In fact, on this leg we were promised constant banging upwind into 30 knots, instead we got varied down and upwind conditions, plenty of spinnaker sailing and wind holes. Similarly, on leg 3 we were promised exciting downwind spinnaker sailing all the way; instead we got banging upwind into 30 knots and wind holes. Coupled with Clipper’s omission in not telling us that water is wet and often cold, this represents a complete failure in the comms department.

One feature was the hundreds of fishing vessels at sea: our mapping software on the navigation PC, which includes full AIS tracking, regularly showed over 100 targets nearby – cargo vessels, fishing vessels, and deployed nets (which are given AIS trackers so that the fishermen can find them again).

Dodging through these ships and nets added an extra challenge on top of sailing. Especially at night: firstly because at night you cannot see a ship, only it’s lights, and it is impossible to determine distance since it could be a bright light far away or a dim light close bay; and secondly because some nets did not have AIS trackers, only tiny strobe lights which are very difficult to see. One night I drove into one whilst on the helm; it thumped down the starboard side of the boat and I turned around and saw a flash very close behind as we sped past – fortunately not snagging our keel or rudders on its nets. In fact we were fairly lucky, requiring some changing of course here and there to move past fleets and nets but no major gybes or tacks, and we never caught a net on our boat. Later on it turned very foggy as well, with visibility down to less than 100 metres: which made navigating through the fishing fleets and major shipping lanes extra interesting.

We are not berthed in the usual Qingdao city centre marina, instead we are in a brand new one (Qingdao Wanda Marina) about an hour out of the city centre, on an island that did not even exist a few years ago. In an area called Jiaonan, a new reclaimed island is springing up with flats and apartments and shops and malls – all of which are currently empty and partially constructed. The grand opening of the island is due in April; we are very early guests in the palatial marina building (thanks to Seamus Kellock for the picture).

Anyway, we are now doing hurried boat preparation and repair in the 7 days we have here before we set off across the North Pacific to Seattle on 23rd March. Probably a very chilly and fairly rough leg with the potential for some gale force winds, we are due in to the Strait of Juan de Fuca and Puget Sound about 18th April.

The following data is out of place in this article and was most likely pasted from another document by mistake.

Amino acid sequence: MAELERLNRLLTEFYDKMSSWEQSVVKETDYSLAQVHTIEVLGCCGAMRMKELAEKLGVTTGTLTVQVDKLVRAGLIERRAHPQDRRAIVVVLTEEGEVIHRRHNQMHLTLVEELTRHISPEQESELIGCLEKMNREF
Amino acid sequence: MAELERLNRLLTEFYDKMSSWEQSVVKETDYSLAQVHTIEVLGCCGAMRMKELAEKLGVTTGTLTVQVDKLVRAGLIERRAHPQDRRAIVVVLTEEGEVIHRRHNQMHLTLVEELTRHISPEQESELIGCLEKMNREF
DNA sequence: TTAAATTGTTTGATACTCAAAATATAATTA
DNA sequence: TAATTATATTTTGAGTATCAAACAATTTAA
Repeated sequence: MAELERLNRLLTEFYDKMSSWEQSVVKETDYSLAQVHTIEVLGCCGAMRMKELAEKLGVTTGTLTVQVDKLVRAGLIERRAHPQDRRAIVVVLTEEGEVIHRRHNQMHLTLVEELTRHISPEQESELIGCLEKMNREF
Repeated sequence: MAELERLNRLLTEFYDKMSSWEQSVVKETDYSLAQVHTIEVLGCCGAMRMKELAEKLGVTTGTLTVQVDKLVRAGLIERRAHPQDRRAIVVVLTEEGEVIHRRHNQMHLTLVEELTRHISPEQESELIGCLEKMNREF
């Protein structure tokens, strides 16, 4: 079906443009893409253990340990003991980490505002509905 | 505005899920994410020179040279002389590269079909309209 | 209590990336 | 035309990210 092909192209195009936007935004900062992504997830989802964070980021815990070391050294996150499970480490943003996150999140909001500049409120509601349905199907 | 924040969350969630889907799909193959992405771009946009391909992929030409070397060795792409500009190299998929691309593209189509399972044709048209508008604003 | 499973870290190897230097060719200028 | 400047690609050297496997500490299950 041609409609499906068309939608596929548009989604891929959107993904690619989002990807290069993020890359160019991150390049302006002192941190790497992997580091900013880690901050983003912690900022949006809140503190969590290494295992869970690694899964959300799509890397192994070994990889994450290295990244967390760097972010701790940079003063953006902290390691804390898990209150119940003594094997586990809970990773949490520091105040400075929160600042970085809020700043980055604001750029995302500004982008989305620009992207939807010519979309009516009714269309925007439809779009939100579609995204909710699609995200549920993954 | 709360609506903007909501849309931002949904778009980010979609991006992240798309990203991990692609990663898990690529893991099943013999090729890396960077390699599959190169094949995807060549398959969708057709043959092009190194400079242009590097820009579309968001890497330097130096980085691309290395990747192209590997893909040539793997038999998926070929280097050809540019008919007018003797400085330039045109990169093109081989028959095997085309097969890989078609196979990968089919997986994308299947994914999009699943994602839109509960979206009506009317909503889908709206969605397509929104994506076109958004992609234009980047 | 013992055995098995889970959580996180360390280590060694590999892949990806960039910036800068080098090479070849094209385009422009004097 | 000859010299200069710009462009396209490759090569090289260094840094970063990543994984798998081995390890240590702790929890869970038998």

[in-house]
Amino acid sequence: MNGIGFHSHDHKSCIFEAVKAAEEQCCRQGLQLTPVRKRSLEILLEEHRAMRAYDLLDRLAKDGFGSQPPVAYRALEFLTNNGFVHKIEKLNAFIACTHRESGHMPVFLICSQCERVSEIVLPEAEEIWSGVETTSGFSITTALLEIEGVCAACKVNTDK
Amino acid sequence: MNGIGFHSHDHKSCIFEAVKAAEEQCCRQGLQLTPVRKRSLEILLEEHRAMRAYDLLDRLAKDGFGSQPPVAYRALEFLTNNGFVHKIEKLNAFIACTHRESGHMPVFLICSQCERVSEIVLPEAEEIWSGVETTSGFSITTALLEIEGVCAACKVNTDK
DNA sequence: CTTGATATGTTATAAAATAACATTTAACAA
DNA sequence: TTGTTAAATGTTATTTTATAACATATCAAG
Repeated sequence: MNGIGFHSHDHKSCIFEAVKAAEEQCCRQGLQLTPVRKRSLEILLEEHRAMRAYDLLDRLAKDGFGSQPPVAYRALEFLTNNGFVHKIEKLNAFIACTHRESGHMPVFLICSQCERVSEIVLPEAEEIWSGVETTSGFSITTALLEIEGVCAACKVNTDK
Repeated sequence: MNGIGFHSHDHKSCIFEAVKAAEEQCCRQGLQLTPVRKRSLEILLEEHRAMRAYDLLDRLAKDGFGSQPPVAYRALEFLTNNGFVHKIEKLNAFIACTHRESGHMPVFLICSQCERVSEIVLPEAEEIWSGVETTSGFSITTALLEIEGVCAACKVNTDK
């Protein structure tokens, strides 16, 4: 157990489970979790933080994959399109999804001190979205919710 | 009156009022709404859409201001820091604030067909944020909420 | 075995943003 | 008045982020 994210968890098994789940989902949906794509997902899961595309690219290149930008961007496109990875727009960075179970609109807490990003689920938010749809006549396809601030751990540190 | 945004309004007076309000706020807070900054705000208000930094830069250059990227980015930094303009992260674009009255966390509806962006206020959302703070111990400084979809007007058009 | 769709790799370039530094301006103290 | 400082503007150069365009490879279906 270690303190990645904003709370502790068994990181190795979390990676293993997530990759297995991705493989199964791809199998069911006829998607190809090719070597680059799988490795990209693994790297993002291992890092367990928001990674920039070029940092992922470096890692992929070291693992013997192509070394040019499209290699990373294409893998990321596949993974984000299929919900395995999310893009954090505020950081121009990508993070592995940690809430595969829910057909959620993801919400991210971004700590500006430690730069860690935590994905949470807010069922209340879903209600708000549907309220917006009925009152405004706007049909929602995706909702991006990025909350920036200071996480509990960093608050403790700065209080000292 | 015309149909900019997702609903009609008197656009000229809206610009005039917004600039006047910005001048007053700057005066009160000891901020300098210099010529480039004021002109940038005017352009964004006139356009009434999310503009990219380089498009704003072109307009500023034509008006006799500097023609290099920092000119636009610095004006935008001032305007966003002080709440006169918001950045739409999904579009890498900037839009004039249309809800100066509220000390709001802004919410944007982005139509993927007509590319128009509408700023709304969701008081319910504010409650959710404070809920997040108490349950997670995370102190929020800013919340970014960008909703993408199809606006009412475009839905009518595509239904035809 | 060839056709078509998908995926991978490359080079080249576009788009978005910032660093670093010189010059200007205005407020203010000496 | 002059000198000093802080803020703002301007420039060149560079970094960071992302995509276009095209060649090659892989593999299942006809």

Roll on summer and the Panama canal…

Welcome to Sanya!

Allegedly, Sanya – in Hainan province, a large island just off the mainland in the South China Sea – is the Hawaii of China. This is bit oversold, but it is a very popular domestic tourist destination and a very busy city. Also, weirdly, quite a lot of Russians.

View from my hotel

We made it here yesterday after a 24 day voyage from Australia. Although extremely hot (I spent the whole time in shorts & sandals & t-shirt, even at night) and many very frustrating wind holes and light wind sailing, I actually quite enjoyed it. Plenty of downwind sailing in the trade winds (once we reached them anyway) and some squalls in the night giving some exciting helming and unplanned sail changes – we finally managed to explode our lightweight spinnaker after 20,000 miles by flying it in a 25-knot shower – it is only rated for about 12 knots. You can read my and GT’s Clipper blogs on the subject here and here. It’s after events like these that sails acquire names, and our Code 1 is now called Esmerelda St Martin.

Finally I managed my first crossing of a Chinese multi lane highway this evening, on the way from the cash machine to the ‘English bar’ in the centre of the Dadonghai area of Sanya. I’m pretty sure that was far more dangerous than any ocean sailing…

Edit: added links.

Another place to come back to